by Phil Rowe
The magnificent Rio Grande, from its headwaters in southern Colorado's high country to the estuary at the Gulf of Mexico, offers several great places for paddling. Some folks like the rough white water near Taos, New Mexico. Others prefer the calmer lakes formed by dams on the river in central New Mexico and along the Texas-Mexico border. I happen to like the lakes, especially Elephant Butte Lake and the smaller Cochiti Lake (closer to Santa Fe). Great canoe or touring kayak waters.
Waters of this important and historic river vary greatly in quality and quantity, largely according to the seasons. Spring brings snow melt in the high country the river flows fast and rough, picking up lots of silt and considerable debris from the shoreline. The waters become brown and murky and stay that way until the flow lessens later in the Summer. By Fall the waters are quite clear in many places, especially in lakes where silt can settle out. By winter the river is low and so are the lakes, often reduced to allow for the next Spring's runoff. It's a cyclical system.
One of my favorite places to paddle Rio Grande waters is Elephant Butte Lake. That's "beaut" and not "butt", dear reader, despite what some Texans have been known to say. Between Soccoro and Truth or Consequences ( the name of a town influenced by showman Ralph Edwards, but that's another story ), is the largest lake formed on the river before you get to Texas. The name comes from a mountain east of the river, a massive butte rising steeply and dominating the eastern skyline of the area. It's a man-made lake with a surprisingly unimpressive dam at the south end. Interstate highway I-25 parallels the river and the lake.
Elephant Butte Lake is the premier fishing and water sports center of central New Mexico. It's quite large, long and narrow, with a marinas and parks for public access, mostly on the western shore. Lodging, dining, camping and other facilities accommodate huge crowds, especially on holiday weekends. Though the surrounding hills and cliffs are generally stark and bare, denuded of trees and grasses by the desert dryness, there's a beauty to it that grows on you. Skies are typically so clear, sunny brilliant and blue, one must take precautions against sunburn and extended exposure. The Lake is over 4000 feet above sea level and the air is thin, affording less filtering of sunlight than at lower elevations.
A quaint and unique motel or cabin complex near the dam, suitably called the Dam Site Inn, is handy to the marina and boat launch. I stayed there on one paddling trip, both for its convenience and reasonable rates. And it was just a few yards away from the water's edge and a good launching ramp for my trusty sea kayak. Paddling and exploring new waters is my idea of fun, not roaring about in a noisy powerboat and disturbing the world. If I weren't paddling I'd probably take up sailing, for both offer a better chance to sense and appreciate the surroundings.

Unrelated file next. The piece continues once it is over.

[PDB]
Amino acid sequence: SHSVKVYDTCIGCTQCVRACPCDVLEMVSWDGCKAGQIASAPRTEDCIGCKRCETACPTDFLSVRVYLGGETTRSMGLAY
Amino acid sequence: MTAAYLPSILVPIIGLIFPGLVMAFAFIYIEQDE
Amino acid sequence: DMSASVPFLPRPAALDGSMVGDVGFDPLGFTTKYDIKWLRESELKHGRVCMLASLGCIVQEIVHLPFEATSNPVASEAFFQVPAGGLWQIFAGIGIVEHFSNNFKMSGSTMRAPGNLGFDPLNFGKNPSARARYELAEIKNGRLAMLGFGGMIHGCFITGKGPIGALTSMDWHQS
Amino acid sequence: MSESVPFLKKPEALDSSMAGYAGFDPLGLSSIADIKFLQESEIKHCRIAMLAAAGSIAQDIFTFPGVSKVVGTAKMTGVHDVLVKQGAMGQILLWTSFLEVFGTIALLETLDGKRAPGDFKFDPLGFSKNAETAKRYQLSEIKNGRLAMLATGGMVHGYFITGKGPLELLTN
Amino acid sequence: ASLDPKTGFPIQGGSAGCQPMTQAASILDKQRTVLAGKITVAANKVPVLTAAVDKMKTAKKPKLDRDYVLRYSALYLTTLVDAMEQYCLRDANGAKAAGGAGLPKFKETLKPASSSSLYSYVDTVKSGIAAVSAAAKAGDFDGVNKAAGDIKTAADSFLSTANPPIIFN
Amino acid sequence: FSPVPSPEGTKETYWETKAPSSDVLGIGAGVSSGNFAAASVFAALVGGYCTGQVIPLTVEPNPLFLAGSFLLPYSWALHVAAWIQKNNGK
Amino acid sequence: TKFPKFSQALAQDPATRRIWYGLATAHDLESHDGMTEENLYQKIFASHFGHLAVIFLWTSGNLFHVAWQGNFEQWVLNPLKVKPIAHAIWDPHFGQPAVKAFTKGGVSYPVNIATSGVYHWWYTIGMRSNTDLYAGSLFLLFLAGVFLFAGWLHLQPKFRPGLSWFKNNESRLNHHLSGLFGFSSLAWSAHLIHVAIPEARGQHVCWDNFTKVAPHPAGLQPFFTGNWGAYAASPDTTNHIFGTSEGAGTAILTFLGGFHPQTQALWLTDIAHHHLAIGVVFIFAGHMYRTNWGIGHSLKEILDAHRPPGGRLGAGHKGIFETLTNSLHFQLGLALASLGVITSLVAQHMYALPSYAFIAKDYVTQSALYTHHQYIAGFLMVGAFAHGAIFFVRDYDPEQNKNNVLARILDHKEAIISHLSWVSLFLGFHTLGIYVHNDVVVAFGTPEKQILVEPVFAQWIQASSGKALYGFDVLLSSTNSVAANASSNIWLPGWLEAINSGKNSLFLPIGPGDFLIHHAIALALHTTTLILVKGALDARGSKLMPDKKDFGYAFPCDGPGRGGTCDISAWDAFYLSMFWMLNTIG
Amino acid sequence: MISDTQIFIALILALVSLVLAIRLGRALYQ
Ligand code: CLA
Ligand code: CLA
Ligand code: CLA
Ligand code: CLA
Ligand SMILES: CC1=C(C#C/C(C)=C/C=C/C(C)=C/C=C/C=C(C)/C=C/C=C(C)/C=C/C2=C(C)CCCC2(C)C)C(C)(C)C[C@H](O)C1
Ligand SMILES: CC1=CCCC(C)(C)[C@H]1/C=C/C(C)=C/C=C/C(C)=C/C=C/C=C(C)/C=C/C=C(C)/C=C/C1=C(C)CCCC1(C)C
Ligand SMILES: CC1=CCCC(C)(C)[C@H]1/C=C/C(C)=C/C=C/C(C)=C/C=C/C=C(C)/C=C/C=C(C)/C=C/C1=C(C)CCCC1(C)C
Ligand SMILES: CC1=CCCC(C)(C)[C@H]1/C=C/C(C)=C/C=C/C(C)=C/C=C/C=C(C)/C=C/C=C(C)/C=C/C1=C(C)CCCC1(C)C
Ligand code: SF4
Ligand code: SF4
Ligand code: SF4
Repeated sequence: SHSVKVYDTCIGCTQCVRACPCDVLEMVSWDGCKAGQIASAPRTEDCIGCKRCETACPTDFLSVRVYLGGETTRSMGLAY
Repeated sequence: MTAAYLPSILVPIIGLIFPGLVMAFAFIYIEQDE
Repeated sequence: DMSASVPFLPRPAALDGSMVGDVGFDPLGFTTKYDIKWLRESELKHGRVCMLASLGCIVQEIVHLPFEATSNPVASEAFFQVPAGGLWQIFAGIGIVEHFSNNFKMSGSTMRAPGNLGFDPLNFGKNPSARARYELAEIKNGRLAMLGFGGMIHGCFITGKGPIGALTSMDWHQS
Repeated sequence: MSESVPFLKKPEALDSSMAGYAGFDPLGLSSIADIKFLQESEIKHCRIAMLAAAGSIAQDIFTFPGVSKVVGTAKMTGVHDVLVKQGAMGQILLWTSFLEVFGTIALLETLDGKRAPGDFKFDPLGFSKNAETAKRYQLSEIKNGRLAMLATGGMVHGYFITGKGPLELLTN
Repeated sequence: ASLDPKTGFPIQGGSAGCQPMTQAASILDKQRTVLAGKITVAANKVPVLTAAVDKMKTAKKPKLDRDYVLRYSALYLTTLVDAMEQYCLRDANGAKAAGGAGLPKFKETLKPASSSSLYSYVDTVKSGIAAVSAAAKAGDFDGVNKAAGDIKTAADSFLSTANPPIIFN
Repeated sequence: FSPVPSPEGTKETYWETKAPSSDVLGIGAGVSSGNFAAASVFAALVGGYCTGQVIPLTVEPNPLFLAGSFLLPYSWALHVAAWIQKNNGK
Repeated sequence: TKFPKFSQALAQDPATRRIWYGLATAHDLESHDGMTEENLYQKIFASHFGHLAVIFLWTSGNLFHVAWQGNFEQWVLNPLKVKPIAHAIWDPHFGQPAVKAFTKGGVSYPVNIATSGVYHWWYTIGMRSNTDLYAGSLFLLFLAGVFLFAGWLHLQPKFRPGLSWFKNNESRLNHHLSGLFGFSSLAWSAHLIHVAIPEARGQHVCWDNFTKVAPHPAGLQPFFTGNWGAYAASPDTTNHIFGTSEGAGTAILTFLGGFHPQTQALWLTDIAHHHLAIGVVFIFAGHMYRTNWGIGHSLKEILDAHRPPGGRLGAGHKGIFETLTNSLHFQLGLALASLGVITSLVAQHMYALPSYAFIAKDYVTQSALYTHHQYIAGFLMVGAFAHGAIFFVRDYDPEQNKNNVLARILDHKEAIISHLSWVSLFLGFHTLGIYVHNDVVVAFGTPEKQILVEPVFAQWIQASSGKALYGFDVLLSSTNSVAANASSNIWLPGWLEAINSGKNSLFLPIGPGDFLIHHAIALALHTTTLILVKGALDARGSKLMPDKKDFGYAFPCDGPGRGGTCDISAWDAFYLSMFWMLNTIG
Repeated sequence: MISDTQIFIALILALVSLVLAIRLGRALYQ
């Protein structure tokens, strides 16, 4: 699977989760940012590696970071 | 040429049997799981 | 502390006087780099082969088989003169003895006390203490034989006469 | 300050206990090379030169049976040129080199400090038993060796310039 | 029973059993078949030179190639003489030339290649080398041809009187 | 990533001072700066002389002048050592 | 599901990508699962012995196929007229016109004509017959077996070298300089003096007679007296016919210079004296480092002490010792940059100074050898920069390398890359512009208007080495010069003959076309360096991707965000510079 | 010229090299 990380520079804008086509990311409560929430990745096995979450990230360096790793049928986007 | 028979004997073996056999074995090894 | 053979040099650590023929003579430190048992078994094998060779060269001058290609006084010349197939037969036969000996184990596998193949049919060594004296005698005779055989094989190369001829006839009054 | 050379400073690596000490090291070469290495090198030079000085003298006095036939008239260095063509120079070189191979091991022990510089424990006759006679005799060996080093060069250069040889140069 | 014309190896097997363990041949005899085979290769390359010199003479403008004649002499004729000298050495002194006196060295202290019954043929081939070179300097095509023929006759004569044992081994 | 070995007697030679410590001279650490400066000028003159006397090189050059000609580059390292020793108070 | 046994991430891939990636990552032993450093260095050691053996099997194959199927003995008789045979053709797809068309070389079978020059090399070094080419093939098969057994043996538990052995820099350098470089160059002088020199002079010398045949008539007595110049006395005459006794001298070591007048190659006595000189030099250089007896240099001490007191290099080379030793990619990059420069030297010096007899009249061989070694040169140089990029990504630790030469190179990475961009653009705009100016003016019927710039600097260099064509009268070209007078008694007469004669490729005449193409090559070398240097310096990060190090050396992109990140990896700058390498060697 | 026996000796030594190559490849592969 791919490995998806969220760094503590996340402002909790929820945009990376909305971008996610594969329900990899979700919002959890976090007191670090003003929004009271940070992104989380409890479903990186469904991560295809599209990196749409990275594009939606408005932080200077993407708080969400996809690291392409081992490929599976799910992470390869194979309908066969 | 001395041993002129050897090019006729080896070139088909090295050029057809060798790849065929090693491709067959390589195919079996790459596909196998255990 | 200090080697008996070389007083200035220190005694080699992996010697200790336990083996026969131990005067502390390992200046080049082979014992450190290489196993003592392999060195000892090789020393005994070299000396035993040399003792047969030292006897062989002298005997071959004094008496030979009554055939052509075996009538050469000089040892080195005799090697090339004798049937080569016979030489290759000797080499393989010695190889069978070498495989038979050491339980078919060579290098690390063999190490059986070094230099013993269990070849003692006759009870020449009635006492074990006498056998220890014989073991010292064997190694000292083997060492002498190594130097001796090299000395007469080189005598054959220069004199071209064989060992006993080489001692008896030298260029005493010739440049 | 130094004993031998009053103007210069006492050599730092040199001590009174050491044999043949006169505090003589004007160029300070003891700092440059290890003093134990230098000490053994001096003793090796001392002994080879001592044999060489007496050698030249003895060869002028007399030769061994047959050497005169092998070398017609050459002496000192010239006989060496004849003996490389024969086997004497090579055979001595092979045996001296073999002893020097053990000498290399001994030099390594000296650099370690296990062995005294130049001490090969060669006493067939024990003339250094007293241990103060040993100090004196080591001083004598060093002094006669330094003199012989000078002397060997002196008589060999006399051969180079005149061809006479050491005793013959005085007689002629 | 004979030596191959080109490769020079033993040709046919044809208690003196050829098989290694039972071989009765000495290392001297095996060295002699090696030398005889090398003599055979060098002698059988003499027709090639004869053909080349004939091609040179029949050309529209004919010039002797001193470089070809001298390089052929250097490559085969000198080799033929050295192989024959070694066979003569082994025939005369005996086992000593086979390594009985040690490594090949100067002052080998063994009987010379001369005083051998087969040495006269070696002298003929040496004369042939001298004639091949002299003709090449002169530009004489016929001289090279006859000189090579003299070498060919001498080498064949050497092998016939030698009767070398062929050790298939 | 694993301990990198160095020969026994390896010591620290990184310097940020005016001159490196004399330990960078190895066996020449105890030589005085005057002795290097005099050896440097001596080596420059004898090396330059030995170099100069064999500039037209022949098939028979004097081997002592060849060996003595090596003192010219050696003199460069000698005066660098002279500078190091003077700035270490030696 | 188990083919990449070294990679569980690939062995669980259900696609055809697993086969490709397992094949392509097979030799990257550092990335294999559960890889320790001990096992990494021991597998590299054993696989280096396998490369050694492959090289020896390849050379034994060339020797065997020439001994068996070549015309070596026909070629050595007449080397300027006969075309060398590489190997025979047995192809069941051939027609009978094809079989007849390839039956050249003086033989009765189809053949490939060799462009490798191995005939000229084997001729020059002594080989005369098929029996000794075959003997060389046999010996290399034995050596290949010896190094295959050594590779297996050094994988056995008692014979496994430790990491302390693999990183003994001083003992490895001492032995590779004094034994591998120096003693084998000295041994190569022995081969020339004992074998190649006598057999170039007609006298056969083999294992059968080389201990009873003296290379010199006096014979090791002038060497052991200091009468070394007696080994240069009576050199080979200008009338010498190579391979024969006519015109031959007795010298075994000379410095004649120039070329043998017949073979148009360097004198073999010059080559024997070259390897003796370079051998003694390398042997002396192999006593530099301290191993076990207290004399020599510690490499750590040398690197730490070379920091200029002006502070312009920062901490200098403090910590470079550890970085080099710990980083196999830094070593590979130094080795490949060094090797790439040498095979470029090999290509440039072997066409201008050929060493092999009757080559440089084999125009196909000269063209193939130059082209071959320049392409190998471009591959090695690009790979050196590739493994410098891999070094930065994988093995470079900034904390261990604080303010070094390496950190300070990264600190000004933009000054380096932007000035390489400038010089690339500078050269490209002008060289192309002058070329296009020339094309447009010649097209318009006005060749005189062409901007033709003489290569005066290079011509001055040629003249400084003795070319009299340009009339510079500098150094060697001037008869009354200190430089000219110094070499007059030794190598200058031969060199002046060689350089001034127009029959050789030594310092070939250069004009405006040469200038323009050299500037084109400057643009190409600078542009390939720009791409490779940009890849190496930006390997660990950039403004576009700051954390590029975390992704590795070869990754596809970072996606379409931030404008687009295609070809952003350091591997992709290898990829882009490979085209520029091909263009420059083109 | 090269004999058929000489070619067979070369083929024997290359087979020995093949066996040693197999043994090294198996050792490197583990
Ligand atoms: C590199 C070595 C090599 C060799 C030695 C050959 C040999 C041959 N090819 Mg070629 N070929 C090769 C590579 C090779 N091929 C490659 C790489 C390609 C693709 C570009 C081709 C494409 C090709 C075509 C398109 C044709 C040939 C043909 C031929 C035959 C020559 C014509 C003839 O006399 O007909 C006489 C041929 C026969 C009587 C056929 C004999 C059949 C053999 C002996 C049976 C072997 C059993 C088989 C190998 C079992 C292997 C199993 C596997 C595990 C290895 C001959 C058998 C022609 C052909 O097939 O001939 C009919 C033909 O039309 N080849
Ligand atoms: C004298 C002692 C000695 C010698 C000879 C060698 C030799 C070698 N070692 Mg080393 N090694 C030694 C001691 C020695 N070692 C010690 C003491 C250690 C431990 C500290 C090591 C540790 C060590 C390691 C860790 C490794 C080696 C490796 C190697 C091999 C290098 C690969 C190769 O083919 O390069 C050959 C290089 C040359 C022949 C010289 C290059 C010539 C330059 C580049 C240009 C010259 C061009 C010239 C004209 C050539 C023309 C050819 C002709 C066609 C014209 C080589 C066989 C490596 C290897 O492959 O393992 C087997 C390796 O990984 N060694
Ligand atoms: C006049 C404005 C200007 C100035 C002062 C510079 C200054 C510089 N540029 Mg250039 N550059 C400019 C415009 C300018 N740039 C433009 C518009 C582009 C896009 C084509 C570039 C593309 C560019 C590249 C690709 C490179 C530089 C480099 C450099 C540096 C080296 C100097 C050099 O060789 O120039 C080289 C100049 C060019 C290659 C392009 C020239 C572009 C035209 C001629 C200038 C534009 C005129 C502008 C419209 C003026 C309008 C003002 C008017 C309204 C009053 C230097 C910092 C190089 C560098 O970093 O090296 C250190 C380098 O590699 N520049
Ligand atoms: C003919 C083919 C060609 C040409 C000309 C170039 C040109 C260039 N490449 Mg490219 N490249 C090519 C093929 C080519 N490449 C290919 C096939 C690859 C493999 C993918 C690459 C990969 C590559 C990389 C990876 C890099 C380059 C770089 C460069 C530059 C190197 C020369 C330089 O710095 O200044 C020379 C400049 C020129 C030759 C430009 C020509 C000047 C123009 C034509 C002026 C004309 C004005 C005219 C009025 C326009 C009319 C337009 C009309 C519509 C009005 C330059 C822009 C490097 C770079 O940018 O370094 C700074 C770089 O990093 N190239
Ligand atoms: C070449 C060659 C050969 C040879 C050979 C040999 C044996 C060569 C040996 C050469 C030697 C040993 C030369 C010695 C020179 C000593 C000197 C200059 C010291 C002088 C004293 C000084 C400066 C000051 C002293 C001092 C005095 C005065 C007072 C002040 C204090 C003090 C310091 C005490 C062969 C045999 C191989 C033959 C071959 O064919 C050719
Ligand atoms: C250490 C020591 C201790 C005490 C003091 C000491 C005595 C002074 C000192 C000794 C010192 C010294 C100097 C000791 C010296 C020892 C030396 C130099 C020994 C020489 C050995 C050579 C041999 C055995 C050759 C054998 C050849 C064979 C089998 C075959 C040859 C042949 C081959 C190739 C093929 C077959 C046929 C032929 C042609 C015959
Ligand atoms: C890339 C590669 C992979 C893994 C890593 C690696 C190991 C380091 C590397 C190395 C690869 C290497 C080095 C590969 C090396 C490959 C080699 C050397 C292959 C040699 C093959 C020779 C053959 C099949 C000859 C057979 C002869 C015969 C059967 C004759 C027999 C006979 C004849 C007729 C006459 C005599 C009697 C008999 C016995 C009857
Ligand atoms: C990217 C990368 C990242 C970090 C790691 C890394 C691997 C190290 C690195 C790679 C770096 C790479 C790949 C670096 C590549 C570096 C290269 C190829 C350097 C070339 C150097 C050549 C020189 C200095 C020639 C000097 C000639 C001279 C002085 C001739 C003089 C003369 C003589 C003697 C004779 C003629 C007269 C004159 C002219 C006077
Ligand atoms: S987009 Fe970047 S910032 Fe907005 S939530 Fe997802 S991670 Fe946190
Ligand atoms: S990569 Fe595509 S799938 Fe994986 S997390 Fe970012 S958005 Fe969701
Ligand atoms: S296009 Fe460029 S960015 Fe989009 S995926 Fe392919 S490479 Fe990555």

I slip my craft down the launching ramp, check my gear and climb aboard. Soon I am paddling in steady strokes northward, away from the dam. A small island protects the marina area from the wind and waves, a good thing. When the winds come from the north the lake can become very choppy and rough, for there's nothing but open water for thirty miles or more up the river.
The farther north I paddle the murkier the waters become, as the inflow to the lake carries much silt not yet settled in the still waters closer to the dam. Back at the marina I can see bottom at 20 feet or more, but that changes as the muddy silt thickens more northward I travel. Winds today are fairly light and paddling is easy. I make good progress and soon I approach the State Park on the western shore, just outside the town of Truth or Consequences. Many campers are there, some as tenters but most in motorhomes or trailers. This is a popular place all year around.
The eastern shore of the lake is more lonely than the west side. Vertical cliffs, rocks and more rugged terrain borders the lake there. More gently sloping land provides easier access from the west. It's a long ways to paddle from the dam to the inflow of the river proper, father than I am prepared to go today. To fully circumnavigate the lake by canoe or kayak could take a few days.
There are times when it's just unsafe to be on the lake. When the winds kick up from the north or south, it's better to stay ashore. The long open expanses of unobstructed water can be rough and dangerous. Springtime is windy out here in the west, but the Fall is ideal. After Labor Day, when folks are done with their summer boating, water skiing and fishing, the lake is calmer, quieter and uncrowded. Well up into November it's pleasant to be on Elephant Butte's waters. It's my favorite time.
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